The Food and Drug Administration has expanded emergency use authorization for the Pfizer and Moderna COVID vaccines. The decision OKs a second booster shot for all adults over 50 and younger groups of immunocompromised Americans.
The news shows how the rise of the BA.2 Omicron sub-variant of COVID-19 is changing the government’s pandemic response.
As Politico reports:
The agency also authorized a second Pfizer-BioNTech booster for immunocompromised children older than 12 and a second Moderna booster for immunocompromised adults over 18 years old.
“Current evidence suggests some waning of protection over time against serious outcomes from Covid-19 in older and immunocompromised individuals,” said Peter Marks, director of the FDA’s Center for Biologics Evaluation and Research, in a statement. “Based on an analysis of emerging data, a second booster dose of either the Pfizer-BioNTech or Moderna Covid-19 vaccine could help increase protection levels for these higher-risk individuals.”
The developments come as the Biden administration reportedly worries about a spike in cases and the government considers preemptive measures to keep vulnerable populations as healthy as possible.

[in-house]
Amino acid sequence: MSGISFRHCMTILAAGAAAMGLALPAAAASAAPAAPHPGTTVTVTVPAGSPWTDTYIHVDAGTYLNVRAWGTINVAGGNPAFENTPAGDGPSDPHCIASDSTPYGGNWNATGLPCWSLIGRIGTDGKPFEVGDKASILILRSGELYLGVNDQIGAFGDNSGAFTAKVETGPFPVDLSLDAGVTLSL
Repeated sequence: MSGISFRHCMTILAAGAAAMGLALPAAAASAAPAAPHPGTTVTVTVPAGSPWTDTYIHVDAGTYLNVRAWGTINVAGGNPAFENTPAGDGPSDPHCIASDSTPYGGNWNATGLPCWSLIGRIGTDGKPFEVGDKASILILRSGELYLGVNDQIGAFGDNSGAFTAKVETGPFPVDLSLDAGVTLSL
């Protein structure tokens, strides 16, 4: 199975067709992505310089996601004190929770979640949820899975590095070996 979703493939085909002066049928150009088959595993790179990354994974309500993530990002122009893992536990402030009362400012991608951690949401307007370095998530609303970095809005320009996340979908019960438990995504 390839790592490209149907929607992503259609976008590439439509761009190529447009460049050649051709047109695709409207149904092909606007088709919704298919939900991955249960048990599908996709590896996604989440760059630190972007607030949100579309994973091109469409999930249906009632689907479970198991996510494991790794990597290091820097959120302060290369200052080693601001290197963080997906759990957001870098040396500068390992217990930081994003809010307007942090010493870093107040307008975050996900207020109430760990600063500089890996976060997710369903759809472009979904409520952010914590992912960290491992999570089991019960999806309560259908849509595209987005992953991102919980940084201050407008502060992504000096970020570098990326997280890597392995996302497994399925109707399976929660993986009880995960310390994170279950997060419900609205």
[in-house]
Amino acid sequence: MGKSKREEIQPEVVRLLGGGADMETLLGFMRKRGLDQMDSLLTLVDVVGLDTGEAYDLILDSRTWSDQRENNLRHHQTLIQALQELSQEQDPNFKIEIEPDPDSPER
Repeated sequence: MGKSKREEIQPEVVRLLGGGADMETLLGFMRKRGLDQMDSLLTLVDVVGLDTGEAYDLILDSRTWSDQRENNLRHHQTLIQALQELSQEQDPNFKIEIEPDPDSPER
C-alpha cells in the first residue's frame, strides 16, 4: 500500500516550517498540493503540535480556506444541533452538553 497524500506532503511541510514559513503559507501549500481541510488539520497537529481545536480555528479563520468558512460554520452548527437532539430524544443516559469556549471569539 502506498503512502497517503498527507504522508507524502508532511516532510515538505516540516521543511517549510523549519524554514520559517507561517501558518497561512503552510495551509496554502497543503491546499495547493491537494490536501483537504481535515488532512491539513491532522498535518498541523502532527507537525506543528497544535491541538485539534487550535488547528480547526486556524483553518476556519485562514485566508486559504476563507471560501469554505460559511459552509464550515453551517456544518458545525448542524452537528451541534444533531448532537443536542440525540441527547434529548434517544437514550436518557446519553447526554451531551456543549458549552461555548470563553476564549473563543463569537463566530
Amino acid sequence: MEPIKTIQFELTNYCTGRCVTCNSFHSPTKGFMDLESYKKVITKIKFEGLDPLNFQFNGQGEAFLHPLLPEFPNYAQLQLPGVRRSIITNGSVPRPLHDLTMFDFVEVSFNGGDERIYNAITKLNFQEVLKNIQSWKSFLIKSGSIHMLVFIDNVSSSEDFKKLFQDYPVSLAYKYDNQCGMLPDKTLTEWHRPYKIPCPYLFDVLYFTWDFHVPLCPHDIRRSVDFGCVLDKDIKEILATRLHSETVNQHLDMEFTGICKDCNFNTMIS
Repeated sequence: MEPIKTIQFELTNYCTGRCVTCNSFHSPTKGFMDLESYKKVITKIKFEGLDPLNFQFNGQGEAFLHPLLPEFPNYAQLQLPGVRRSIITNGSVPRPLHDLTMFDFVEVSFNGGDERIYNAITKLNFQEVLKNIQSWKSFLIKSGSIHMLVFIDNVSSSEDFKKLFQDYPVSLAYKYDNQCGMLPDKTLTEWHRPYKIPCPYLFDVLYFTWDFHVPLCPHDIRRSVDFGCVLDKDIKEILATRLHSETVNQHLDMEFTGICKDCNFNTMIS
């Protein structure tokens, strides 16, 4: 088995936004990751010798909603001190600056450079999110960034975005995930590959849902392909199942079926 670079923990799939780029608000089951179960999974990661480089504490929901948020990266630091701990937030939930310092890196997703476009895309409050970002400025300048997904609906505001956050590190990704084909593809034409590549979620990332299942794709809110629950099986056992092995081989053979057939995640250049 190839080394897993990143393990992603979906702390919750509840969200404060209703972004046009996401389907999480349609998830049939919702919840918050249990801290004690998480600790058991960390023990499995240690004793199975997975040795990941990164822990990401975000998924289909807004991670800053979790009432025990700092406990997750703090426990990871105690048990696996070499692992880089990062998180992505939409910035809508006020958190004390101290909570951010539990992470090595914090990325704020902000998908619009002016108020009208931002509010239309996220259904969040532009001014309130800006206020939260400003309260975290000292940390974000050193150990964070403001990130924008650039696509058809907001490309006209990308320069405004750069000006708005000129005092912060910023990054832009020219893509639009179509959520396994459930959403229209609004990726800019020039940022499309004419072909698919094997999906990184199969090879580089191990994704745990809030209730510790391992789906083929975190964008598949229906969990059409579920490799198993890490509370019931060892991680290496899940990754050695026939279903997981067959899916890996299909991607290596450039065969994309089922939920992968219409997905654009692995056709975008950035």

CNBC has more on the decision-making process:
Health experts disagree on whether a fourth vaccine dose is needed right now, though the debate is nuanced. There is broader agreement that the elderly or people with compromised immune systems may benefit from additional protection. Another booster shot for young, healthy adults is more controversial, as they are less susceptible to severe illness from COVID.
Dr. Peter Hotez, a vaccine expert at the Baylor College of Medicine in Houston, said some scientists believe the only purpose of the shots is to keep people out of the hospital. However, Hotez said vaccine policy should also seek to prevent infection and long COVID. The effectiveness of the third dose against hospitalization from Omicron has also declined over time, he said.